Even then, the gain reflects a tug of war between strong average price gains in housing markets around the GTA and the Lower Mainland of British Columbia versus flat or declining average prices elsewhere in Canada. If British Columbia and Ontario are excluded from calculations, the average price slips even lower to $291,510, representing a decline of 1.4 percent year-over-year.

– 30 –

PLEASE NOTE: The information contained in this news release combines both major market and national sales information from MLS® Systems from the previous month.

CREA cautions that average price information can be useful in establishing trends over time, but does not indicate actual prices in centres comprised of widely divergent neighbourhoods or account for price differential between geographic areas. Statistical information contained in this report includes all housing types.

MLS® Systems are co-operative marketing systems used only by Canada’s real estate Boards to ensure maximum exposure of properties listed for sale.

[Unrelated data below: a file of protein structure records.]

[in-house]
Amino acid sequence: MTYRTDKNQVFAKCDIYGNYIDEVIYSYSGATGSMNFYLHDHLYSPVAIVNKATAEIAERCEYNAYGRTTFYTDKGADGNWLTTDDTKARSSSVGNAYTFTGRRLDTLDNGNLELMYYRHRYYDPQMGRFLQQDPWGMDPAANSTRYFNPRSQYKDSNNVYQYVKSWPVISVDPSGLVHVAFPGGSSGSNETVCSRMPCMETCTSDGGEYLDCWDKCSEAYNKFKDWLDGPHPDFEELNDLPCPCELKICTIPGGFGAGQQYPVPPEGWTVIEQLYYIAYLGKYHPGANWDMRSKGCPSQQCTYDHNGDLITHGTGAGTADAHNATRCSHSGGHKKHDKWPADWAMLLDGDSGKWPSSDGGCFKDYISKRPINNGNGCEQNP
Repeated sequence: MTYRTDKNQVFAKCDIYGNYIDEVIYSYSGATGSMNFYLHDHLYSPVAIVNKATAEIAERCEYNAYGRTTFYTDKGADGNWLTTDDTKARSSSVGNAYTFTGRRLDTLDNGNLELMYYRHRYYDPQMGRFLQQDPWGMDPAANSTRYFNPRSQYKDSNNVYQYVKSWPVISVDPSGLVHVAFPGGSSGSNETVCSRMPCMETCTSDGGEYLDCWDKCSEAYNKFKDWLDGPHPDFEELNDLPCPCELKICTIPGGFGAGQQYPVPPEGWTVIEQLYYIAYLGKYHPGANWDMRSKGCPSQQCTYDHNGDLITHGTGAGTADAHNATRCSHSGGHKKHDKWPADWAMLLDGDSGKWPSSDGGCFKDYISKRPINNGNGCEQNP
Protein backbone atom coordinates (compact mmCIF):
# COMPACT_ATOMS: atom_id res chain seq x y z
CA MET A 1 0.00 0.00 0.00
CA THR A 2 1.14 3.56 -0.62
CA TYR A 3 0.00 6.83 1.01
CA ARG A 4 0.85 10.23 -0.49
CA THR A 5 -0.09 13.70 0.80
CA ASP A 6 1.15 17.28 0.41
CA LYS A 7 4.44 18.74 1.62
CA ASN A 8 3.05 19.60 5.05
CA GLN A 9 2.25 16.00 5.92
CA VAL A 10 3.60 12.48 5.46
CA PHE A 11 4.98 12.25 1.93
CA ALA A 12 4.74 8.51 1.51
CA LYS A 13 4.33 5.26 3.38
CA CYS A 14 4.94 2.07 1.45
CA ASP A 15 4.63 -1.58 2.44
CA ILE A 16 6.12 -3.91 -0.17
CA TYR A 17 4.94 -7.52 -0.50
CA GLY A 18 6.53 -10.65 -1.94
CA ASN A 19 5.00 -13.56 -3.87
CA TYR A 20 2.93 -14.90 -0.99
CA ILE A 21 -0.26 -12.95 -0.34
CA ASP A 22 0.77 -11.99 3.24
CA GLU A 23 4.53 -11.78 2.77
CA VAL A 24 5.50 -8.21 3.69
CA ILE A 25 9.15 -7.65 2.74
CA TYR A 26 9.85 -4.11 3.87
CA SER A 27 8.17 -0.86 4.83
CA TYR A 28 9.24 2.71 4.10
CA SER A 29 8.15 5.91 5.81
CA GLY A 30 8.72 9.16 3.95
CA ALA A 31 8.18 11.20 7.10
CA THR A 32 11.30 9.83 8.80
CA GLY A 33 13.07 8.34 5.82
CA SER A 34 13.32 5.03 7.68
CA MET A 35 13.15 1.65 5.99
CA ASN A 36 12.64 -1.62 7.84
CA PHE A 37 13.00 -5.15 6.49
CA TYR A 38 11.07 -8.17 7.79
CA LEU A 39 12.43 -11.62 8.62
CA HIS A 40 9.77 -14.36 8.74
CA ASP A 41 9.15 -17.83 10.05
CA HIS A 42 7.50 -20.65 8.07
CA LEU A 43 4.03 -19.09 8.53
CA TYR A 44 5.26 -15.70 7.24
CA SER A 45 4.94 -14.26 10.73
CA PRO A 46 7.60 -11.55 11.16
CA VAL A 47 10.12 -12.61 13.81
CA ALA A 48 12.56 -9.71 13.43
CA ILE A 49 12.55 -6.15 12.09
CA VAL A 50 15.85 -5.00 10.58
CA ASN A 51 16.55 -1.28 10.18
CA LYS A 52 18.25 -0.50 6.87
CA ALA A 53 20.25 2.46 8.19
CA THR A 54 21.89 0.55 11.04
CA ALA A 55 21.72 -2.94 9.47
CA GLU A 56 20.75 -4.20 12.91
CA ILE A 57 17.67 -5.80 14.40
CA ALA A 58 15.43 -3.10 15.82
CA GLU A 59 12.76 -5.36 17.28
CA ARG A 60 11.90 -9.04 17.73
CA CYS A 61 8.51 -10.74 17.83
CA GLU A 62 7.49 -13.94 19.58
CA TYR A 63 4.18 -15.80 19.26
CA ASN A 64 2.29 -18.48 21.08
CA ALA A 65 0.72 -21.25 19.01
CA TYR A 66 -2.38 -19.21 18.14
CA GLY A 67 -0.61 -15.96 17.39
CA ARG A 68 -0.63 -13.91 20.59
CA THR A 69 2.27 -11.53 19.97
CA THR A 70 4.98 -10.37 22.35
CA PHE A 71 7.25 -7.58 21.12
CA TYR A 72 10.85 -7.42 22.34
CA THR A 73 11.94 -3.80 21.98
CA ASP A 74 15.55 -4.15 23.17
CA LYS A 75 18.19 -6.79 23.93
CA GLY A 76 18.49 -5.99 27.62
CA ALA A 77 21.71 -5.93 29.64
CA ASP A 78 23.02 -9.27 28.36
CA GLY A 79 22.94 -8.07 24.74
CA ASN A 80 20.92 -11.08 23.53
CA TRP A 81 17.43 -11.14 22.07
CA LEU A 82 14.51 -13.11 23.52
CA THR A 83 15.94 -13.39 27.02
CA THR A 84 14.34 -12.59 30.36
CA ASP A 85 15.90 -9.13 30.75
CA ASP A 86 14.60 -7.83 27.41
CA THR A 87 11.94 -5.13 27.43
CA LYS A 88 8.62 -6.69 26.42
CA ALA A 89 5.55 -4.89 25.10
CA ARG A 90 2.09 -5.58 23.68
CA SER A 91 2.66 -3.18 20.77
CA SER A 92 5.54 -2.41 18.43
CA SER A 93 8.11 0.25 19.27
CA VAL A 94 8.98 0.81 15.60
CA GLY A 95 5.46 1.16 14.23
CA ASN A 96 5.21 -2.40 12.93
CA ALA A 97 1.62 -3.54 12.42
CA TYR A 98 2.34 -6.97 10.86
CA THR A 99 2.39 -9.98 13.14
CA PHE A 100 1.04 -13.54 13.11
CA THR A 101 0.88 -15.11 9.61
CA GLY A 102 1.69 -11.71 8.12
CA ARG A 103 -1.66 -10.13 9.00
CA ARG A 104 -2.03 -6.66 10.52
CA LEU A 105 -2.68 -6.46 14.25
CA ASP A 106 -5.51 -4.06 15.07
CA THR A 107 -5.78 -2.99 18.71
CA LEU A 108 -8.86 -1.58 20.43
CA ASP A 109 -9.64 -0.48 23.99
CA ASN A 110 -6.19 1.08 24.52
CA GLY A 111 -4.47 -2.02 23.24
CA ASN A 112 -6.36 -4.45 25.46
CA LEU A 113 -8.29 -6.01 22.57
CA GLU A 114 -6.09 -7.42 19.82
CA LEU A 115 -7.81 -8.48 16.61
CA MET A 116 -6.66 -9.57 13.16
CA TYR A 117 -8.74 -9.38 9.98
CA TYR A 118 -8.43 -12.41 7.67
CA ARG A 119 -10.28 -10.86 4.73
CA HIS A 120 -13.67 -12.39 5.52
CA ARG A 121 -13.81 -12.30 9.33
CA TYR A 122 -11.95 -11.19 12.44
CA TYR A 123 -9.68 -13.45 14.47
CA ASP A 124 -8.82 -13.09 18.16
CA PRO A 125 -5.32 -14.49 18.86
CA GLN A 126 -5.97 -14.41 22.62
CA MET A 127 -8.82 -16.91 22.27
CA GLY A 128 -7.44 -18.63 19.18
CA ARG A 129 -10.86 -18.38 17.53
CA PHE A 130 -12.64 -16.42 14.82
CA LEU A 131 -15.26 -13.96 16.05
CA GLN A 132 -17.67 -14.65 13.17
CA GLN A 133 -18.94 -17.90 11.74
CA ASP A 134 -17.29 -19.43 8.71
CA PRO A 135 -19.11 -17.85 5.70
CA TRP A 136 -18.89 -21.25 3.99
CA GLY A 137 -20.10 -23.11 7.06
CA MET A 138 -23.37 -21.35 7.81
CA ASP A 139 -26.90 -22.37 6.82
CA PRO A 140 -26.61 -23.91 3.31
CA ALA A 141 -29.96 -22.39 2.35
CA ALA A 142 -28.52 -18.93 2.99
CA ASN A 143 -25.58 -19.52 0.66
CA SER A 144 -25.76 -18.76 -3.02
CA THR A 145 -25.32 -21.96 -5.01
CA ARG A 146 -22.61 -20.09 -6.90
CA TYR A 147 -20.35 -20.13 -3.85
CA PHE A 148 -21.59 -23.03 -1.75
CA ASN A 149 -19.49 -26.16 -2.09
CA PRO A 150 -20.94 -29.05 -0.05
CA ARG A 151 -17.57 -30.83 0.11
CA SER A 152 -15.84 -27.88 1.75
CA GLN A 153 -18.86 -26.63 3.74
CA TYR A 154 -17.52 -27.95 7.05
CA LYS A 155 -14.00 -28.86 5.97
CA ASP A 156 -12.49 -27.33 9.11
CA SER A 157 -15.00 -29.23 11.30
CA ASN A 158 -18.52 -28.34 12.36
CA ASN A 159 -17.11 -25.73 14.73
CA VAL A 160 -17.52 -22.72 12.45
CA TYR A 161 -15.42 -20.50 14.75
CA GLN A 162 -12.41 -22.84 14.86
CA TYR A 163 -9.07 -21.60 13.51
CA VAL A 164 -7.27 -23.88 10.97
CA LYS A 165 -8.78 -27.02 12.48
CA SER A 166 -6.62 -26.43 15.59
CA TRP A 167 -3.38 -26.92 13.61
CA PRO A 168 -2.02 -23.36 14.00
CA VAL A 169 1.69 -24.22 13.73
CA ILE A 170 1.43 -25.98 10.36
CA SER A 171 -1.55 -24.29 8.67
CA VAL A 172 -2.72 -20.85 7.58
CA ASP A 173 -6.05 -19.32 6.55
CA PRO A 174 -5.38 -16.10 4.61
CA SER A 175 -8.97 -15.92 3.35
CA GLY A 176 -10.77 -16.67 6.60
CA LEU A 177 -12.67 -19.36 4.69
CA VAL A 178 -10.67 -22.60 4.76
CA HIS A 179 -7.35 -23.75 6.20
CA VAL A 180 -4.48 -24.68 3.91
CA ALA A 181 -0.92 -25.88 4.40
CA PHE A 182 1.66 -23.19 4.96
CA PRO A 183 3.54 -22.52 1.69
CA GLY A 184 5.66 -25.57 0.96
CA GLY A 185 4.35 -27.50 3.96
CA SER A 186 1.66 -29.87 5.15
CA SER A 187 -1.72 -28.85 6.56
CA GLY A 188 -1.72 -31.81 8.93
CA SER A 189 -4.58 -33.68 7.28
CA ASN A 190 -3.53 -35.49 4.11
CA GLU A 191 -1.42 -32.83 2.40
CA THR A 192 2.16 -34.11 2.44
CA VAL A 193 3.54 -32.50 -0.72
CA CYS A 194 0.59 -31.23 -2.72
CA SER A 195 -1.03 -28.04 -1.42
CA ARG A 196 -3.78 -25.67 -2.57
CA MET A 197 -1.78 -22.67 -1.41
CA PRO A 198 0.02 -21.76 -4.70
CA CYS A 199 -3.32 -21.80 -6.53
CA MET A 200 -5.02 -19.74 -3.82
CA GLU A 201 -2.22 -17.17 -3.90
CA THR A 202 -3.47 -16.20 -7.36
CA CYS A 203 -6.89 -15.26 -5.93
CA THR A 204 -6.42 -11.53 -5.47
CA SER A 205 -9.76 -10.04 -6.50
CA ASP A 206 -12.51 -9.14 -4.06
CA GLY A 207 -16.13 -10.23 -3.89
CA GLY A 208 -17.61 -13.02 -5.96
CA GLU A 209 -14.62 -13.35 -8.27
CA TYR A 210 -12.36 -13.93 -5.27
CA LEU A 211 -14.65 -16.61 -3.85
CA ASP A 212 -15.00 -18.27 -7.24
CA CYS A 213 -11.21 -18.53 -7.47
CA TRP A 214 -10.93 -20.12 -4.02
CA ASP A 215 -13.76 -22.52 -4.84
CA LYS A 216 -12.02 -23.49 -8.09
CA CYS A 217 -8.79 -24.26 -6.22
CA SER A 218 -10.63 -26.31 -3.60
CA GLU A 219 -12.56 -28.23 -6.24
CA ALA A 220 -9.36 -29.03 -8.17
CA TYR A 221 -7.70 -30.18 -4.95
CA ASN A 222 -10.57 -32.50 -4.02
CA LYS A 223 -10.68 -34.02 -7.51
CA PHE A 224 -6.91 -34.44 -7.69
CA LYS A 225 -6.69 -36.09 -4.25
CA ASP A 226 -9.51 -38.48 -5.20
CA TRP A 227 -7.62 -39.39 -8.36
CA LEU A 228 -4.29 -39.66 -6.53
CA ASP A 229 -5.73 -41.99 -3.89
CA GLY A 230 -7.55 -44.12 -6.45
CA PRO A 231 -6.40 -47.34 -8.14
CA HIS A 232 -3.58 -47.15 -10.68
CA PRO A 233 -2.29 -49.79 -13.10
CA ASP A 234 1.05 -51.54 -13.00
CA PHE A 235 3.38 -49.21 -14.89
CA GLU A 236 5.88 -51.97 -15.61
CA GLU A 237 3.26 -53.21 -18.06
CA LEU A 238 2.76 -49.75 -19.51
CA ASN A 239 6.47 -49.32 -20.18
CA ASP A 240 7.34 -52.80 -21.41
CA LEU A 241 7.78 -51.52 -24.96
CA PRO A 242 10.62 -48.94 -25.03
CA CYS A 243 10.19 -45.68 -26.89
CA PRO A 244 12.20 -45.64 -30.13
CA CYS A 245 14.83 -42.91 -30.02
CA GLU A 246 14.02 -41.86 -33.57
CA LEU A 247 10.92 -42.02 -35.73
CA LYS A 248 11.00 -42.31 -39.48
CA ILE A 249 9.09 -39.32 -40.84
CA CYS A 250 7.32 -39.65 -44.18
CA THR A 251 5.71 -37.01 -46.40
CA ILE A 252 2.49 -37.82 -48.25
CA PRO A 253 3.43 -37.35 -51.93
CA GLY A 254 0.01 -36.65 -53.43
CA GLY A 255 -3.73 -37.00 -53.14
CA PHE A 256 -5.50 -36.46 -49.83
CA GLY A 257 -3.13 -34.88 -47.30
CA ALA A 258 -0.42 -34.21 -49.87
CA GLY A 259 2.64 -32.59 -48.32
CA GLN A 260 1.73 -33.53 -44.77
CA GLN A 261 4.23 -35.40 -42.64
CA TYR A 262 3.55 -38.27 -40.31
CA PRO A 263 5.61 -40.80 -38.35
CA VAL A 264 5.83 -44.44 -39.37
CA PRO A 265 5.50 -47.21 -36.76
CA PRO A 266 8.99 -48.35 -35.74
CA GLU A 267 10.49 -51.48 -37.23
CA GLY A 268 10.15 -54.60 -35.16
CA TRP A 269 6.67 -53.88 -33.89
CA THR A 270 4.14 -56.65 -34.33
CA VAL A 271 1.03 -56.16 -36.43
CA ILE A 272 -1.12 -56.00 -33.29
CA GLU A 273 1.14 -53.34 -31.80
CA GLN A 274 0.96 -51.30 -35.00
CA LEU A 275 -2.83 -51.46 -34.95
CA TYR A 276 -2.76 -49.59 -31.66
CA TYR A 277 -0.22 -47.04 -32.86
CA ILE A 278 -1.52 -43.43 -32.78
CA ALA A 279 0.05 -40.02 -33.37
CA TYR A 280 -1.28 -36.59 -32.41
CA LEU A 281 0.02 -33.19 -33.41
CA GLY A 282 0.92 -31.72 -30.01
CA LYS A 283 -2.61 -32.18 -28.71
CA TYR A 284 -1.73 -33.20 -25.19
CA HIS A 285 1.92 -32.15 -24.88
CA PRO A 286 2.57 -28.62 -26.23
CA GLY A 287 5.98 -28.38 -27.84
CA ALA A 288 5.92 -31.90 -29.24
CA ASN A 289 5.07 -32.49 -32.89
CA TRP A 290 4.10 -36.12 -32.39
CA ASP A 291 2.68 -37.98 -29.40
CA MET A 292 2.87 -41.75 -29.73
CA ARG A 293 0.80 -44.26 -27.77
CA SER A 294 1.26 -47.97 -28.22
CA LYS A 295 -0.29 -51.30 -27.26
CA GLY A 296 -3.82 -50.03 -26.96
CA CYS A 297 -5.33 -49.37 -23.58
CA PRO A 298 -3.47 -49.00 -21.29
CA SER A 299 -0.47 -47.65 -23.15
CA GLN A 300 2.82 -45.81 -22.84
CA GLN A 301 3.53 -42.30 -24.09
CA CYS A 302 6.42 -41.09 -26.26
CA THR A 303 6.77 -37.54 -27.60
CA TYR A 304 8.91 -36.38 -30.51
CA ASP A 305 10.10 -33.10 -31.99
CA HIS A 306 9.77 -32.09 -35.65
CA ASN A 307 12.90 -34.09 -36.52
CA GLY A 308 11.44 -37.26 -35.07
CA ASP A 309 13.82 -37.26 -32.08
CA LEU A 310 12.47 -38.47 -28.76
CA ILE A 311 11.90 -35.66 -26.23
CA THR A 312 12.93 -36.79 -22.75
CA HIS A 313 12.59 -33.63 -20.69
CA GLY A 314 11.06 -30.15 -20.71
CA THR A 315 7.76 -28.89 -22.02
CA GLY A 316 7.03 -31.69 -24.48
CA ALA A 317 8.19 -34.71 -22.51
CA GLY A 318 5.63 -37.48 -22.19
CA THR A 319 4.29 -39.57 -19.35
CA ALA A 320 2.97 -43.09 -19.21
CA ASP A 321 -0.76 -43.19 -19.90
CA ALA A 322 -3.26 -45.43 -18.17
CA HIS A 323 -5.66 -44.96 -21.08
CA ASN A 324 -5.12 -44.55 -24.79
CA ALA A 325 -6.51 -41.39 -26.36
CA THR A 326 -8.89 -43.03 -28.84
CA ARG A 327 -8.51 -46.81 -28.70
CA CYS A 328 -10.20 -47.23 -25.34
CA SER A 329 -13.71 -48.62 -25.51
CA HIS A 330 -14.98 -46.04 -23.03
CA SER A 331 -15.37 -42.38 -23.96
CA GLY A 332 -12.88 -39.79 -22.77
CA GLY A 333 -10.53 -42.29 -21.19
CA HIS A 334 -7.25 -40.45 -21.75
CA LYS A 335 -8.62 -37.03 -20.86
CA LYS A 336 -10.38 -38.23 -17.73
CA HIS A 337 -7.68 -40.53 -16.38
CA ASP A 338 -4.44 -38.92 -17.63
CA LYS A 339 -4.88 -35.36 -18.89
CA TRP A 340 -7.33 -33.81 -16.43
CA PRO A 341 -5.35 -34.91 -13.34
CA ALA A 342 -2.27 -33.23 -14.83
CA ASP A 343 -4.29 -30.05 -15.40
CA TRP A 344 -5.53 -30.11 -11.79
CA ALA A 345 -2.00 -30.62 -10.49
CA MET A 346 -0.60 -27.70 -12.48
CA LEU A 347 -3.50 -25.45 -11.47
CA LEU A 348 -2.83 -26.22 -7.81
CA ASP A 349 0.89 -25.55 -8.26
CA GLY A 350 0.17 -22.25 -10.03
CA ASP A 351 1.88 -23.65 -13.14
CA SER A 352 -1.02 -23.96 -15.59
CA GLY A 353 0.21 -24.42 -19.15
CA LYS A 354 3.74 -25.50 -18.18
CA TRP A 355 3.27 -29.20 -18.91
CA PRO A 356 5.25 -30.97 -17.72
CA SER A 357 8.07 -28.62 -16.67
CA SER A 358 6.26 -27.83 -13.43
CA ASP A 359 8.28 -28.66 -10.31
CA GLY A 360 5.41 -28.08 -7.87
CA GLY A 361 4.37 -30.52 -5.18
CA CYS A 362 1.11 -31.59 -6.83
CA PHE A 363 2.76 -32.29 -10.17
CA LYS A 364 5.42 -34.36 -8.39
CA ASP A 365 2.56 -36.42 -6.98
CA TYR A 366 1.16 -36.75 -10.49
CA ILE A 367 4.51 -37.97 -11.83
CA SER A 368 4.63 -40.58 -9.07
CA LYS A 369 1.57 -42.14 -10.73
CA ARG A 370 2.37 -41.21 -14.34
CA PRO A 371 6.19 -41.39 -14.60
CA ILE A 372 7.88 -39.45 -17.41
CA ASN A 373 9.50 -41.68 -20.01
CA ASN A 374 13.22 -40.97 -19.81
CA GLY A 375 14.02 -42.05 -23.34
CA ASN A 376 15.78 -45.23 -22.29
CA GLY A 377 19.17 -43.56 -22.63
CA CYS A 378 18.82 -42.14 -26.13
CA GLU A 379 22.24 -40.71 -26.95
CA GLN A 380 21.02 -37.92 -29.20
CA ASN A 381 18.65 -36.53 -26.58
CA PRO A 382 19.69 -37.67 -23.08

The Canadian Real Estate Association (CREA) is one of Canada’s largest single-industry trade associations, representing more than 109,000 REALTORS® working through some 90 real estate Boards and Associations.

Further information can be found at http://www.crea.ca/statistics.

For more information, please contact:

Pierre Leduc, Media Relations
The Canadian Real Estate Association
Tel.: 613-237-7111 or 613-884-1460
E-mail: pleduc@crea.ca

Canadian home sales rebound in January


Ottawa, ON, February 16, 2016 – According to statistics released today by The Canadian Real Estate Association (CREA), national home sales rebounded in January 2016 compared to the previous month.

Highlights:

  • National home sales edged up by 0.5% from December to January
  • Actual (not seasonally adjusted) activity was up 8% compared to January 2015.
  • The number of newly listed homes retreated by 4.9% from December to January.
  • The Canadian housing market has tightened but remains balanced overall.
  • The MLS® Home Price Index (HPI) rose 7.7% year-over-year in January.
  • The national average sale price rose 17% on a year-over-year basis in January; however, excluding British Columbia and Ontario, it edged down 0.3%.